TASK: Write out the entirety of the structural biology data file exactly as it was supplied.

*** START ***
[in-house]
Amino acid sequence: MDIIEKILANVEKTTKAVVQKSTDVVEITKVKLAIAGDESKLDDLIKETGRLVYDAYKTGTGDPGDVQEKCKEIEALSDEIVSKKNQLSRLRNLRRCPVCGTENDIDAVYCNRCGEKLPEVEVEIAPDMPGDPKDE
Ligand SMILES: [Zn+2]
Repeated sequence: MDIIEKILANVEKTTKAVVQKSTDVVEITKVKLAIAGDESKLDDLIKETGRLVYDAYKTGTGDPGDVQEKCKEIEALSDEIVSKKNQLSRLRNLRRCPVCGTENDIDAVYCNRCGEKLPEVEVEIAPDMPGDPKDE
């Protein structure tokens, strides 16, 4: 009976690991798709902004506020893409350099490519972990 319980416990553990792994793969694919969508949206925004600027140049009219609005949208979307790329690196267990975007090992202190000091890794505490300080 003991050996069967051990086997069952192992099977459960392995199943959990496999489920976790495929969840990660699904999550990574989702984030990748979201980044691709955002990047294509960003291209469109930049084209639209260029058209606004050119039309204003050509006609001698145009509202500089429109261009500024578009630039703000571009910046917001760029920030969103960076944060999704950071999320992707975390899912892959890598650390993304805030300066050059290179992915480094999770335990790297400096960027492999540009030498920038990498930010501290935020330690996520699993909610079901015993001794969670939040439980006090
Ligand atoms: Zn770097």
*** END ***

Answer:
[in-house]
Amino acid sequence: MDIIEKILANVEKTTKAVVQKSTDVVEITKVKLAIAGDESKLDDLIKETGRLVYDAYKTGTGDPGDVQEKCKEIEALSDEIVSKKNQLSRLRNLRRCPVCGTENDIDAVYCNRCGEKLPEVEVEIAPDMPGDPKDE
Ligand SMILES: [Zn+2]
Repeated sequence: MDIIEKILANVEKTTKAVVQKSTDVVEITKVKLAIAGDESKLDDLIKETGRLVYDAYKTGTGDPGDVQEKCKEIEALSDEIVSKKNQLSRLRNLRRCPVCGTENDIDAVYCNRCGEKLPEVEVEIAPDMPGDPKDE
């Protein structure tokens, strides 16, 4: 009976690991798709902004506020893409350099490519972990 319980416990553990792994793969694919969508949206925004600027140049009219609005949208979307790329690196267990975007090992202190000091890794505490300080 003991050996069967051990086997069952192992099977459960392995199943959990496999489920976790495929969840990660699904999550990574989702984030990748979201980044691709955002990047294509960003291209469109930049084209639209260029058209606004050119039309204003050509006609001698145009509202500089429109261009500024578009630039703000571009910046917001760029920030969103960076944060999704950071999320992707975390899912892959890598650390993304805030300066050059290179992915480094999770335990790297400096960027492999540009030498920038990498930010501290935020330690996520699993909610079901015993001794969670939040439980006090
Ligand atoms: Zn770097």